Here's how to do it.

Power Requirements depend on the camera

In all cases, power (that's voltage and current) is sent over the extra network wires. The wires are not very heavy (gauge) so they limit the power available at the device. The way the power gets to the wire and the way it gets to the camera can vary. Not all cameras use the same voltage. Some use 5VDC, other 12VDC or even 24VAC. As I mentioned, there is also an IEEE 802.3af standard that defines the PoE voltage and current. Many new cameras conform to this standard, while many older cameras have an external connector where power can be plugged in. Cameras that are compatible with IEEE 802.3 can get their power through the RJ45 network connection.

The power required by the camera system determines if PoE can be used

Most IP cameras can use PoE, but there are some cameras that require too much current and can't be powered over Ethernet. PTZ cameras require the most current because their little motors use a lot of power. For example, the Axis 214PTZ and Axis213PTZ can be powered. Since they require more current they require a higher powered midspan. On the other hand the Axis 231D and Axis232D+ can not be powered with PoE because they exceed the current that can be carried over the Ethernet wires.

PoE is great for indoor applications. It allows you to use a single cable to connect the camera, which greatly simplifies the installation. When the camera is used outdoors in an environmental enclosure and a heater and blower is required, you can't use PoE to power the enclosure because it requires too much power. Installation is still fairly simple because you can use the same power that goes to the heater and blower to power the camera.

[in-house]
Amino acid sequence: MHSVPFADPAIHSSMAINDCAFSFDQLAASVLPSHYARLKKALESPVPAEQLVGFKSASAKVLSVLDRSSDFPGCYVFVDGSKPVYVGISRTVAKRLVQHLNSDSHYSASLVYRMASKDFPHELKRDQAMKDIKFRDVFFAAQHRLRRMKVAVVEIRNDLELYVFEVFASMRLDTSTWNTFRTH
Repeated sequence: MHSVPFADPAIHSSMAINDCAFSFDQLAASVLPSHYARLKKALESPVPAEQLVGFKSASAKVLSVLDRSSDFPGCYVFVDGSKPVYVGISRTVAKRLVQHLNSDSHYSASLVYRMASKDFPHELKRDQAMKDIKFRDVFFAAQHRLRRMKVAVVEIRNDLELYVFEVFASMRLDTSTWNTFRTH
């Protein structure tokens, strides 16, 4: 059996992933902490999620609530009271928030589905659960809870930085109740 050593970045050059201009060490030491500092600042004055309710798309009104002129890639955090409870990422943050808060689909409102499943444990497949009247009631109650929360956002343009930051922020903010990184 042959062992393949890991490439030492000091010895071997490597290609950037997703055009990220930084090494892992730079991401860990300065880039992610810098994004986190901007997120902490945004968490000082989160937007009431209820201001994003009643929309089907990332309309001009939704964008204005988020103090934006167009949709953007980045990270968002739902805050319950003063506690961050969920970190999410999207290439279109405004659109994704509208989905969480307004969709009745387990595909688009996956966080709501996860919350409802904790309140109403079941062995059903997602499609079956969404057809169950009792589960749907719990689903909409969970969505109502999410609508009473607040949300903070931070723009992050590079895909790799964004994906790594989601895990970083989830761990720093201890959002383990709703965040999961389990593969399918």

If you plan to use a wireless camera, obviously you can't use PoE. I mention this only because we have actually been asked this question.

Power over Ethernet Solutions

Here are some details on how power is provided over Ethernet. Power is inserted to the network wire going to the camera using a powered network switch or a midspan (or power injector).

The power is connected to the camera either through the RJ45 network cable connection or using a special splitter that provides power to an external power connector on the camera.

Here are the solutions available:

Solution 1A: When you have an IEEE 802.3af compliant network camera you can use a PoE-enabled switch to provide the power. The camera uses the standard 48VDC power and uses the power from the RJ45 cable connection.

Solution 1B: If you have a IEEE 802.3af compliant network camera but do not have a powered network switch, you can add a midspan or power injector that complies with the standard. It's placed between the standard switch and the camera. Again the camera doesn't require any splitter because it uses the standard 48VDC power from the network connector.

If the camera is not compatible with IEEE802.3af standard, you will require a splitter at the camera side. An active splitter can be used to convert the voltage from the voltage injected (could be 12VDC or 24VAC or 48VDC) to the right voltage for the camera. If you have a powered switch that conforms to the standard, the splitter will convert the voltage from 48VDC to 12VDC or 5VDC (depending on the splitter). You need to select the right splitter for the camera so that you get the right amount of voltage and current as well as the right connector.